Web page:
Your questions answered

Danielle Wilson is an industrial officer for IEUA-QNT and Lisa James is an organiser for the IEUA NSW/ACT Branch. They answer your industrial and legal questions as they relate to state laws and regulations.

Flexible working arrangements

Dear Danielle

I am employed as a teacher/director in a centre and due to my own parental responsibilities, I am wanting to work part time, ideally in a job share situation, from the beginning of next term. I have floated the idea with our committee, but they do not want to engage an additional teacher as they say it will create too much instability for the children. I don’t believe that is the case, and I can see lots of ways that it would be better for the children and the centre to have another teacher to rely on. What is the best way forme to approach this?


Dear Lydia

Our members ask this question frequently. Committees find it hard to see how a job share arrangement can work within a kindy setting. However, we find that if you can look at the current arrangements and propose reasonable alternatives that are straightforward to implement, this might help your committee accept the idea more readily.

The National Employment Standards (NES) offers capacity for employees with family responsibilities, who have been working for at least 12 months with the employer to ask for flexible working arrangements. Such a request must be made in writing and set out the details as well as the reasons for the changes sought. Employers are required to respond within 21 days and they can only refuse on reasonable business grounds.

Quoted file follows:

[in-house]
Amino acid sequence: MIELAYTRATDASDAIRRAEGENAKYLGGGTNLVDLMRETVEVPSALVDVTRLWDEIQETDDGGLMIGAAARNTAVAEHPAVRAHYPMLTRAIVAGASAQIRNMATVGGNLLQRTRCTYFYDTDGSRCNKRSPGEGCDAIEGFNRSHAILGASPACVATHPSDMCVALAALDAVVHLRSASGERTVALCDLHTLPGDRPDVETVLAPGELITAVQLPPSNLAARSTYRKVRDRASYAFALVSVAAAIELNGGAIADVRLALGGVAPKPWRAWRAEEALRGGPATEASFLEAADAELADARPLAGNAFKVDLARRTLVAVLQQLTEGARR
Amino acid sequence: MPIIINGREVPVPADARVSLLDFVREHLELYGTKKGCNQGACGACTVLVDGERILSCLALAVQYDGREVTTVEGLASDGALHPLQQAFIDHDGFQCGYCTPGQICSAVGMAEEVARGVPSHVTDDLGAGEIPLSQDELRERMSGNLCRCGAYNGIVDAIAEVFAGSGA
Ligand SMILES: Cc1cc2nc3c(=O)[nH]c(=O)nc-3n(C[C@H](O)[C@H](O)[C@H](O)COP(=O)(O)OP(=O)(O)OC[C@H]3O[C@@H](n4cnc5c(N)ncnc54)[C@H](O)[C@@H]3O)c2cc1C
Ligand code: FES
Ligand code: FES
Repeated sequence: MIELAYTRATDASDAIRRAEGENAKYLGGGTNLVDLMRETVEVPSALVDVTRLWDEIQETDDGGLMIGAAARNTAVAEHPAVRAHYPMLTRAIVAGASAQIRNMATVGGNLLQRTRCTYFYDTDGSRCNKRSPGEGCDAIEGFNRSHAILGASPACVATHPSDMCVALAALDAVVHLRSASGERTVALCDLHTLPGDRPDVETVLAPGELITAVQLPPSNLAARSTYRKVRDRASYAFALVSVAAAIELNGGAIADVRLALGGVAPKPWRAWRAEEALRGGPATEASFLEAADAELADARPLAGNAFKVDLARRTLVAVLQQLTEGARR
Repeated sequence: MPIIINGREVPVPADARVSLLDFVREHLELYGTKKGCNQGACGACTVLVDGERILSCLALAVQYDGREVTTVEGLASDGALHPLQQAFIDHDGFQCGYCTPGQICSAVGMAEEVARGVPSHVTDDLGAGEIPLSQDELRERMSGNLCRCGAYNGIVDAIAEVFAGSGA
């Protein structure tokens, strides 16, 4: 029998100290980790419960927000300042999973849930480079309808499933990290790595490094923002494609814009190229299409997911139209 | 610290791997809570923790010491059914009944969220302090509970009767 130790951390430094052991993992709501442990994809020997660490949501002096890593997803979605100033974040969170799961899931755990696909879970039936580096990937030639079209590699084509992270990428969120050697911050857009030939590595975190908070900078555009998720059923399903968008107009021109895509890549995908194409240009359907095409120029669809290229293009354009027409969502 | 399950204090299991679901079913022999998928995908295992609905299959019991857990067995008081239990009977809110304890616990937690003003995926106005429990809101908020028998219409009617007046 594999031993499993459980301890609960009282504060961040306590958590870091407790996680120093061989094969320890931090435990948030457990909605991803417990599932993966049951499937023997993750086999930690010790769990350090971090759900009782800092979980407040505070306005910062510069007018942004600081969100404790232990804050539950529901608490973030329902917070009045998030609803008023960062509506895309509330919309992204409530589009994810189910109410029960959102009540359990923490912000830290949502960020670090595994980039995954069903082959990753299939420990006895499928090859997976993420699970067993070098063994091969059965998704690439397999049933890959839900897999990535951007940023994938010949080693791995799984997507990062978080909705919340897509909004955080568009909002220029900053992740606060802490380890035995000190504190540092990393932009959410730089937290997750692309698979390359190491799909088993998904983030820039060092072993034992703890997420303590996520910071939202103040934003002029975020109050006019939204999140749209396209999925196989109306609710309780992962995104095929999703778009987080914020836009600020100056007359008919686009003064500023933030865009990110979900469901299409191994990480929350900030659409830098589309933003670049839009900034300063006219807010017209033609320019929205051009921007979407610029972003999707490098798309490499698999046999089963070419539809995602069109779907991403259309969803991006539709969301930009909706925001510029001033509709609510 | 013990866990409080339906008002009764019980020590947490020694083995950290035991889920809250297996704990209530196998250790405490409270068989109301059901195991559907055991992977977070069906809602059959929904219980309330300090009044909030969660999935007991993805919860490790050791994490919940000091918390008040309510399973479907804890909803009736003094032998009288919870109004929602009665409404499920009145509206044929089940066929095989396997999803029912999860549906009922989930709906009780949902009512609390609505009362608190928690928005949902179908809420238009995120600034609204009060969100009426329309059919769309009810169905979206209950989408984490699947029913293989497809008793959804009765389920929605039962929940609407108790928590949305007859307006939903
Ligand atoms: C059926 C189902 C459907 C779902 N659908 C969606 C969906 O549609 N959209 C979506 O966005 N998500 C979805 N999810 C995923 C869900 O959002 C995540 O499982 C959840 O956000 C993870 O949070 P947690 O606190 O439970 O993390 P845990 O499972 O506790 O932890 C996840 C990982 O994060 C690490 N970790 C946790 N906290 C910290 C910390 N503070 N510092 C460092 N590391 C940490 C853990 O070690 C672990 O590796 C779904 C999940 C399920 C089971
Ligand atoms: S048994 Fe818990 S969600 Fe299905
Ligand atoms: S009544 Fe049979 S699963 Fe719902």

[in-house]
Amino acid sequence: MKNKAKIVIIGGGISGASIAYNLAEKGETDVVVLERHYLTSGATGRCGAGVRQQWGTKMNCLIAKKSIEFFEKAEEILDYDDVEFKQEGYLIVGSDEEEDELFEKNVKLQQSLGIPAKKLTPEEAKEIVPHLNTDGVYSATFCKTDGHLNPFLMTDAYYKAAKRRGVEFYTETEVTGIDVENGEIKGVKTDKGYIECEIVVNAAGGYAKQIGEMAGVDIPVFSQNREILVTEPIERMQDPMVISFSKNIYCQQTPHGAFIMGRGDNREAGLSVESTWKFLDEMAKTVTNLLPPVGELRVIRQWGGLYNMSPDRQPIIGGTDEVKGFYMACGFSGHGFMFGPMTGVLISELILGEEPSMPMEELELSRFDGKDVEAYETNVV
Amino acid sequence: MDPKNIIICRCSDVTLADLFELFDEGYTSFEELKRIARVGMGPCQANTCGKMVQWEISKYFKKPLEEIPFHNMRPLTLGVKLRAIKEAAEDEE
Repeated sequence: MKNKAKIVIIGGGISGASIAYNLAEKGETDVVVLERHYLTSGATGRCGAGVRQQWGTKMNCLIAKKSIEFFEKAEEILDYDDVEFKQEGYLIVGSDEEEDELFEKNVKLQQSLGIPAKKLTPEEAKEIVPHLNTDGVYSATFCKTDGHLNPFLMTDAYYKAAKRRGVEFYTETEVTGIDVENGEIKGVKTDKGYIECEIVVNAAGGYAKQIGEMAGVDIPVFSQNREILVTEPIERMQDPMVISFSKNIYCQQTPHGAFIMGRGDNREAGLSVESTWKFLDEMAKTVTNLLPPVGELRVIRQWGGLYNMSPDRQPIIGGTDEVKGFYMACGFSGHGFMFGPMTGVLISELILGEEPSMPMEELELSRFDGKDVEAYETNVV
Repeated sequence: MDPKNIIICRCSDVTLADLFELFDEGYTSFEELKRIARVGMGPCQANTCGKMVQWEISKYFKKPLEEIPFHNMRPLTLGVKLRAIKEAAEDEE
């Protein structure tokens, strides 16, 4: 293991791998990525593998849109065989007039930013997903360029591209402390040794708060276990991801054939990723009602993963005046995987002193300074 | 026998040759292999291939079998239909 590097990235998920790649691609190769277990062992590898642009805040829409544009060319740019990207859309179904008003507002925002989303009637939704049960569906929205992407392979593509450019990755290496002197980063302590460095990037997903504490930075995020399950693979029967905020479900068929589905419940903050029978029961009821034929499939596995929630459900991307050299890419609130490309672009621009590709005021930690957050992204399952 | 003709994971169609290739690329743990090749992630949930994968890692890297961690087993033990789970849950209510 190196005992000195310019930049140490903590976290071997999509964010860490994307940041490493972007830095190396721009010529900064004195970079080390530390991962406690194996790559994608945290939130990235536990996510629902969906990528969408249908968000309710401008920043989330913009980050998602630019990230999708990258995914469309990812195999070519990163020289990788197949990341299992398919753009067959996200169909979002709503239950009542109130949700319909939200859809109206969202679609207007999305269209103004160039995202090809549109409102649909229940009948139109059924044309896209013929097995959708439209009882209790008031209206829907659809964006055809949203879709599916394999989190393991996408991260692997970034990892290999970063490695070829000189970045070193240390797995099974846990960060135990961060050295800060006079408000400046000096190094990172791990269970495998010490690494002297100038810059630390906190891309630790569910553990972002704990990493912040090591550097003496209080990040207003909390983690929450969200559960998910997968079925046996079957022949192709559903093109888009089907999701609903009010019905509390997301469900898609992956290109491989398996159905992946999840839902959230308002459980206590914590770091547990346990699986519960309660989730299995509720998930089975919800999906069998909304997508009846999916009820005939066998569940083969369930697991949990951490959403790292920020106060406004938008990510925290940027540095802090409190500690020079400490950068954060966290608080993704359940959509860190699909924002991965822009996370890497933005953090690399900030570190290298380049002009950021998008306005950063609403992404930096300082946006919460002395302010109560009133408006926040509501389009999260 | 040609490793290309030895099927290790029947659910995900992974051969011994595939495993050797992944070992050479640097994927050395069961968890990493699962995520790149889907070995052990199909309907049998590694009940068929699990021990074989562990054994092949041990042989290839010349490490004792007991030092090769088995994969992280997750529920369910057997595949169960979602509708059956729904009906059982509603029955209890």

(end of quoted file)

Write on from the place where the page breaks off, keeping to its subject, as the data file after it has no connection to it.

There are no rules about what can be agreed to in an arrangement like this. It may be that it is a temporary arrangement until you are ready to resume duty in your original position, or it may be that you want to ask for a reduction in hours permanently. Whatever is agreed must be in writing and we encourage people to ensure that every aspect of what is agreed, including what will happen with your existing tenure, is written into the agreement. We regularly check agreements of this nature for our members to ensure they are not unwittingly relinquishing their substantive positions.

Some of our centres have guidelines set out either in their collective agreements or as a matter of policy for people who need to ask for some flexibility in their employment, so these should be referred to as needed.

We are aware that centres that do not have anything established often find it too hard to contemplate. Regardless of the circumstances, we would advise you to consider how your preferred arrangement can work in your workplace.

Think about the hours you need for yourself and how the remaining hours could be covered, whether that be with a part time teacher or a jobshare partner.

Consider how you will manage events such as open days, meetings with parents, professional development, set up days and clean up days. Consider also how you would accommodate your director duties, whether you could maintain full responsibility, whether these could be shared or whether you would prefer not to carry out the director role.

If this is the case, consider how the director duties can be done. The more questions you can answer about the things that are likely to concern the committee, the better chance you have of negotiating an arrangement that will suit both you and the centre.